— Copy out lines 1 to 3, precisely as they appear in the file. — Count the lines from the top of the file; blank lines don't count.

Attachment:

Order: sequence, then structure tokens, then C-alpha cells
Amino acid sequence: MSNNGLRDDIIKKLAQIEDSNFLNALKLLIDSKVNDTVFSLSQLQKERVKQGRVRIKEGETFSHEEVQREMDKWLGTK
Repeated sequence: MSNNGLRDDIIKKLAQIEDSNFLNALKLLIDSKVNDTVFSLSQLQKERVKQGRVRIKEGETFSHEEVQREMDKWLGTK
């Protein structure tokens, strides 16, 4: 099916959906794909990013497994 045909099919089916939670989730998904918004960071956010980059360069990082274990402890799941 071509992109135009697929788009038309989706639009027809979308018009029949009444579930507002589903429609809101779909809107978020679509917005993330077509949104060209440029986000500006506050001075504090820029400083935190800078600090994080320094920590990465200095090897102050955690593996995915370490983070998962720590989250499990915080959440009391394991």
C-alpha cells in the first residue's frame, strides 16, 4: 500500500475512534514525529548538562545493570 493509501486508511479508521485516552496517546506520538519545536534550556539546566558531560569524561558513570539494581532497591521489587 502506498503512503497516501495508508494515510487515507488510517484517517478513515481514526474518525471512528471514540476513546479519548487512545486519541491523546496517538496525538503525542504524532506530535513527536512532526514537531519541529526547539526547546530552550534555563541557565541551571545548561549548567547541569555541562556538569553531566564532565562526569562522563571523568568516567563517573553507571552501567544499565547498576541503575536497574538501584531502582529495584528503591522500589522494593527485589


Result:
Order: sequence, then structure tokens, then C-alpha cells
Amino acid sequence: MSNNGLRDDIIKKLAQIEDSNFLNALKLLIDSKVNDTVFSLSQLQKERVKQGRVRIKEGETFSHEEVQREMDKWLGTK
Repeated sequence: MSNNGLRDDIIKKLAQIEDSNFLNALKLLIDSKVNDTVFSLSQLQKERVKQGRVRIKEGETFSHEEVQREMDKWLGTK